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South Korean farmers grow more perilla leaf with machine learning – About Amazon

Every day, for years, SangYoung Park, a farmer in Geumsan County, South Korea, spent a substantial part of his day going back and forth to his farm’s five greenhouses to open and close the windows.
If you think that sounds time-consuming and repetitive, you’re right—it was. But it was the only way Park knew how to protect his crop from daily variations in temperature and humidity.
This process was also unreliable. By counting on experience, advice from others, and the weather forecasts, Park sometimes got it wrong, and he would return the next morning to find a greenhouse full of wilted plants.
Today, Park is no longer making educated guesses and unnecessary trips to open the windows. In fact, he doesn’t need to do it himself at all. Instead, he receives a recommendation from an app on his smartphone, and then, he uses the app to optimize the ventilation automatically—all thanks to a smart greenhouse system built on Amazon Web Services (AWS) that’s revolutionizing the way he runs his family business.
The tasty crop in question is perilla leaf, a much-loved staple of South Korean cuisine. Anyone who’s tried traditional dishes, such as Korean barbecue, has almost certainly encountered it.
The system that tirelessly adjusts the ventilation in Park’s greenhouses is a technological solution called “G-Smart”—developed as part of a pilot program by Digilog, an agricultural technology startup, and the local authorities in Geumsan County, with support from AWS.
When you enter one of Park’s greenhouses, you’ll find cameras moving on an overhead rail, gathering images of perilla leaves, and sensors collecting real-time data on soil conditions, air temperature, humidity, solar radiation, wind speed and direction, rainfall, and other crop-related statistics.
The G-Smart system processes this information using AWS machine learning tools, to gain insights on leaf health and growth, as well as to make predictions on environmental changes and generate recommendations for farmers.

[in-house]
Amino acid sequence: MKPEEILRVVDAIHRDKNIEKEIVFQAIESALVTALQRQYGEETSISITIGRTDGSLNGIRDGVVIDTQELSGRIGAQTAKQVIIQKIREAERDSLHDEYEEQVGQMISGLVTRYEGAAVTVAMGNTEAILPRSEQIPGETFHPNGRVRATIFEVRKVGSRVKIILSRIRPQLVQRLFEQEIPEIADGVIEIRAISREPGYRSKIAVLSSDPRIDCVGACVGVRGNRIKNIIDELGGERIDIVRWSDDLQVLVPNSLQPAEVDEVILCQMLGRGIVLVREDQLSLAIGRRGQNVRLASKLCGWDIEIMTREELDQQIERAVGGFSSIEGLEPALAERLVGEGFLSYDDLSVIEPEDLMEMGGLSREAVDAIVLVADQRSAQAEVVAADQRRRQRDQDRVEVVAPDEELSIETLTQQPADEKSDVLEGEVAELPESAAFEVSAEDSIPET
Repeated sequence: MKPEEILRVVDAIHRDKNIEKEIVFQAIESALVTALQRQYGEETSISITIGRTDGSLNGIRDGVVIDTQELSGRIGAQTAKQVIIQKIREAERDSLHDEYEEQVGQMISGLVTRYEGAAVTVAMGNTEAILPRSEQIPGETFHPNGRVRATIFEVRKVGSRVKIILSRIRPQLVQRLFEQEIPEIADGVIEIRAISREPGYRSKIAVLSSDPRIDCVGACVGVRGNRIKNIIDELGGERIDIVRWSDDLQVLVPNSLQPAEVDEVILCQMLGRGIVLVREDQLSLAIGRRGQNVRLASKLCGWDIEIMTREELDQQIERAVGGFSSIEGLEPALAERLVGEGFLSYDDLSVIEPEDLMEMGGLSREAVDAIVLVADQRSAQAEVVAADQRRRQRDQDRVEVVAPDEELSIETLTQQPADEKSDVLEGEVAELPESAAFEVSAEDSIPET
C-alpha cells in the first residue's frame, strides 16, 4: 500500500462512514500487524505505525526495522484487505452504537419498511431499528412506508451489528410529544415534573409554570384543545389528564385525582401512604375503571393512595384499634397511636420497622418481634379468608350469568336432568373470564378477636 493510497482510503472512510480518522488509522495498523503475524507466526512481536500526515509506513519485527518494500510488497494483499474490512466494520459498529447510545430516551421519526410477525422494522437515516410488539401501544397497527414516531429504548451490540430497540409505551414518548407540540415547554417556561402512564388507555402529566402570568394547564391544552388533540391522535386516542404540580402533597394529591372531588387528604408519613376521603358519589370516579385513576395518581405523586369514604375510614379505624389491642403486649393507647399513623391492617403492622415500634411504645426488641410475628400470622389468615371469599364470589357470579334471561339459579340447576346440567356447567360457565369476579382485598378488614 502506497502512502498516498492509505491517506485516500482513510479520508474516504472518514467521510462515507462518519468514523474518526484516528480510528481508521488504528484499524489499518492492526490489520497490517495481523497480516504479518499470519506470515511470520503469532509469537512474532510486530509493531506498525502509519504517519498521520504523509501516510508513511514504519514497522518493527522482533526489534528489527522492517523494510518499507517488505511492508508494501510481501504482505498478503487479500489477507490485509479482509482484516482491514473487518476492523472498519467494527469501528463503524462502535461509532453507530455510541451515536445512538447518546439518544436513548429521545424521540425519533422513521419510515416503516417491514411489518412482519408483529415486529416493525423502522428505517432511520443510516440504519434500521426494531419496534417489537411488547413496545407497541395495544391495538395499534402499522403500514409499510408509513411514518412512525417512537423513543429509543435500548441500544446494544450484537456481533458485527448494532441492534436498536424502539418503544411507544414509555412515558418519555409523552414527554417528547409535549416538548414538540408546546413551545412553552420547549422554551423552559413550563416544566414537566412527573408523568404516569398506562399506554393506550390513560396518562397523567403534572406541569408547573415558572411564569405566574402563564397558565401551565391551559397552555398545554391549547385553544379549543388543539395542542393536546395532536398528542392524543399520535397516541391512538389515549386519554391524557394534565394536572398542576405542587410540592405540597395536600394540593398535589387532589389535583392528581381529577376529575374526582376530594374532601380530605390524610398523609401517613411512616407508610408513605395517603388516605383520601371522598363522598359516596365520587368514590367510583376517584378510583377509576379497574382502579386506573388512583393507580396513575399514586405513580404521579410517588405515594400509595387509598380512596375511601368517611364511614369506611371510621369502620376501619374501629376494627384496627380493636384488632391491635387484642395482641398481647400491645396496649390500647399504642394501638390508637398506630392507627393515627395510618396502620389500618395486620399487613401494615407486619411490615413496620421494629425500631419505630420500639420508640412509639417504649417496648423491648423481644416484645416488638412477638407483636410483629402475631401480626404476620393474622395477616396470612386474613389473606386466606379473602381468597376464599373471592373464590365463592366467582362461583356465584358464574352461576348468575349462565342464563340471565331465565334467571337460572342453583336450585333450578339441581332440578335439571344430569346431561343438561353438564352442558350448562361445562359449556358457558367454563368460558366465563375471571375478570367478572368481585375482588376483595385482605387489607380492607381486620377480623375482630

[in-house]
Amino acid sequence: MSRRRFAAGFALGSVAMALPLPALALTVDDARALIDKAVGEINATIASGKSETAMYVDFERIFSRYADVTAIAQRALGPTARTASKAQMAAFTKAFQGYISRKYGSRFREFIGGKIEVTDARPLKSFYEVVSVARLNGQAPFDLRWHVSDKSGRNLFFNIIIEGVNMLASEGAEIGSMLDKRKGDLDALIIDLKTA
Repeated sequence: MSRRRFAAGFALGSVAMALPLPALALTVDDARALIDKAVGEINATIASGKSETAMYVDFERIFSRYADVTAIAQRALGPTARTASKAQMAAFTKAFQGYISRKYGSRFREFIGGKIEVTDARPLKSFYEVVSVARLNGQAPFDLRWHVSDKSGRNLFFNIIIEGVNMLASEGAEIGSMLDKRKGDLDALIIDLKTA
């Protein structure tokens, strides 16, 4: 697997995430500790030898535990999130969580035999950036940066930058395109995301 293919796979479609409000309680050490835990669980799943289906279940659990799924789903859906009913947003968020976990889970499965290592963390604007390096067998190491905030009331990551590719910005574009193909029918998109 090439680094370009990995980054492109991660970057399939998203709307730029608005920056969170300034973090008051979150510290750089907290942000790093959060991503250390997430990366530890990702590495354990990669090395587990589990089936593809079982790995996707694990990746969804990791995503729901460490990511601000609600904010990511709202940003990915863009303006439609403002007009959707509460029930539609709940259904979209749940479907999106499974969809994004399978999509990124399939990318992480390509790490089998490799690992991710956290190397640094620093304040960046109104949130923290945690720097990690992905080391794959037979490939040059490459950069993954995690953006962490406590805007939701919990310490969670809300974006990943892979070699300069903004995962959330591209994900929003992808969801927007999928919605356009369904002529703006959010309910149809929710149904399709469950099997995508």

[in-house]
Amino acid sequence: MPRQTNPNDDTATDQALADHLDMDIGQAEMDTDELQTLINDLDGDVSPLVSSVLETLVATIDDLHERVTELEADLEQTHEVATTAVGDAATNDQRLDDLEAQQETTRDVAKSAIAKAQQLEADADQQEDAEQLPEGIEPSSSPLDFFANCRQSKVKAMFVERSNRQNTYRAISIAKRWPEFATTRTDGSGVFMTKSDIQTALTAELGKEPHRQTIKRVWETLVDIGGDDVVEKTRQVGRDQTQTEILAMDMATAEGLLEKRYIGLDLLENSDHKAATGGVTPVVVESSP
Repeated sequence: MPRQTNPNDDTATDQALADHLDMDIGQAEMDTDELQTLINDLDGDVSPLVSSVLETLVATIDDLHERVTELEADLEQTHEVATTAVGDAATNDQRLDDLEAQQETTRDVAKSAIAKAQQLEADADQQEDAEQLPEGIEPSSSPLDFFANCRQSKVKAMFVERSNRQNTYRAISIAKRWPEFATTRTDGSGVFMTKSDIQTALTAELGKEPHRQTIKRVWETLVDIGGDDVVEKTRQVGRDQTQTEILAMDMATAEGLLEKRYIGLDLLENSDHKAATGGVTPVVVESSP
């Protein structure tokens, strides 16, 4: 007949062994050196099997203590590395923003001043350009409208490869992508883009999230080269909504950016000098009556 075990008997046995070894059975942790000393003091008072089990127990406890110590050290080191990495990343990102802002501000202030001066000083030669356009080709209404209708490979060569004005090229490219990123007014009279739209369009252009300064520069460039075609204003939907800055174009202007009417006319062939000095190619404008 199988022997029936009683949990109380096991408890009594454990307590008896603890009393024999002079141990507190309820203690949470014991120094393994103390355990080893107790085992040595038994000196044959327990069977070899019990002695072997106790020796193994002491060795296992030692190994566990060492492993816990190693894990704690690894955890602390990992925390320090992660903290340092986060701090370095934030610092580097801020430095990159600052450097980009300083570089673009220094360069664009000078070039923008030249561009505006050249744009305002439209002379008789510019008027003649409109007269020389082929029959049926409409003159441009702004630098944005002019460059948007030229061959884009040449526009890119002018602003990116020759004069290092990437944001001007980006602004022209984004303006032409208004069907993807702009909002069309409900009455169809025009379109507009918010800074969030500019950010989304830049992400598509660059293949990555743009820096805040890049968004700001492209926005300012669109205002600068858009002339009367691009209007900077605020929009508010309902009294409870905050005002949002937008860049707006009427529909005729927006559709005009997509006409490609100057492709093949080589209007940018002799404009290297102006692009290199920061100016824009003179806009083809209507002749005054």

“Many small-scale farmers have limited resources and access to investment,” said HyunKwon Suh, CEO of Digilog—named because its founders want to apply digital technology to the “analog domain” of agriculture for the benefit of farmers in South Korea and beyond.
“The farmers tend to live and work in somewhat isolated environments, and understandably, they can be skeptical about change when they’ve been doing something the same way for 30 or 40 years. We’ve started with a small number of farmers who are open to trying something new. Once we’re able to demonstrate their success, we hope that will encourage more farmers to get involved.”
The program aims to reach almost 2,000 farms in the future, save farmers valuable hours every day, and increase productivity by 5%. Through these efforts, Geumsan County is encouraging widespread adoption of smart farm and intelligent control systems. If it succeeds, the region will become the world’s largest producer of perilla leaf.
As one of the participating farmers, Park has not had to invest in any equipment. The project has funding from the local authorities, including Geumsan County, with the idea being that the pilot will allow the Digilog team to home in on the most significant growth factors for perilla leaf. This means that when brought to scale, G-Smart will only require farmers to spend a minimal amount on installing devices, while maximizing perilla leaf production and increasing income. Ultimately, farmers will benefit—along with everyone’s cooking.
Digilog hopes to adapt the G-Smart solution so it can be used for other types of crops—for farmers in South Korea, then across Asia, and potentially, even further.
“We want to bring value to the thousands of small-scale farmers who are currently excluded from the digital advancement taking place in our cities,” said Suh. “With the development of G-Smart, we’re showing how machine learning can have real, tangible impacts on people’s livelihoods. In the long term, we’d like to take this concept to as many farmers, in as many different countries, as possible.”
For Park, taking part in the pilot has transformed how he thinks about farming.
“At first, it was difficult to adapt, as everything was new to me,” he said. “But the process was easy, and the results, so far, have been really impressive. I now think this kind of technology is necessary for agriculture, if we’re going to keep up with the rapidly changing times.”
Digilog developed the G-Smart solution and is now working to improve it, following a ‘Smart Farm Challenge’ workshop at the Cloud Innovation Center (CIC) in Busan. The center is part of AWS’s global CIC Program, an initiative that brings together nonprofit, education, and government organizations to collaborate on solutions to address real-world problems using cloud technologies.

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